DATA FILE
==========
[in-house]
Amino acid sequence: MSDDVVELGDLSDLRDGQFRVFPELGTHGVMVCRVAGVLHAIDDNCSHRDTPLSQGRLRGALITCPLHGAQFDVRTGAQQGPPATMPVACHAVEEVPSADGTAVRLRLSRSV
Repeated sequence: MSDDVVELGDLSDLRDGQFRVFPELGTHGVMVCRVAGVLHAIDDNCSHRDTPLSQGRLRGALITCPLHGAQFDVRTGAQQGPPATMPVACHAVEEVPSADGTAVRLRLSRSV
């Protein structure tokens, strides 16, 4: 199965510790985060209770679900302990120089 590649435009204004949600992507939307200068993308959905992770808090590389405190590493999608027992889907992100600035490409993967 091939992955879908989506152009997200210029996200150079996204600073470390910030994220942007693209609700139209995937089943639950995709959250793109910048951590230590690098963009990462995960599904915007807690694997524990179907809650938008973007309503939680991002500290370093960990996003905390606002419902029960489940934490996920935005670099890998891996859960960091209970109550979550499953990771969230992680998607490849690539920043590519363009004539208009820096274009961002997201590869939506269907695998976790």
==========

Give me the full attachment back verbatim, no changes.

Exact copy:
[in-house]
Amino acid sequence: MSDDVVELGDLSDLRDGQFRVFPELGTHGVMVCRVAGVLHAIDDNCSHRDTPLSQGRLRGALITCPLHGAQFDVRTGAQQGPPATMPVACHAVEEVPSADGTAVRLRLSRSV
Repeated sequence: MSDDVVELGDLSDLRDGQFRVFPELGTHGVMVCRVAGVLHAIDDNCSHRDTPLSQGRLRGALITCPLHGAQFDVRTGAQQGPPATMPVACHAVEEVPSADGTAVRLRLSRSV
């Protein structure tokens, strides 16, 4: 199965510790985060209770679900302990120089 590649435009204004949600992507939307200068993308959905992770808090590389405190590493999608027992889907992100600035490409993967 091939992955879908989506152009997200210029996200150079996204600073470390910030994220942007693209609700139209995937089943639950995709959250793109910048951590230590690098963009990462995960599904915007807690694997524990179907809650938008973007309503939680991002500290370093960990996003905390606002419902029960489940934490996920935005670099890998891996859960960091209970109550979550499953990771969230992680998607490849690539920043590519363009004539208009820096274009961002997201590869939506269907695998976790």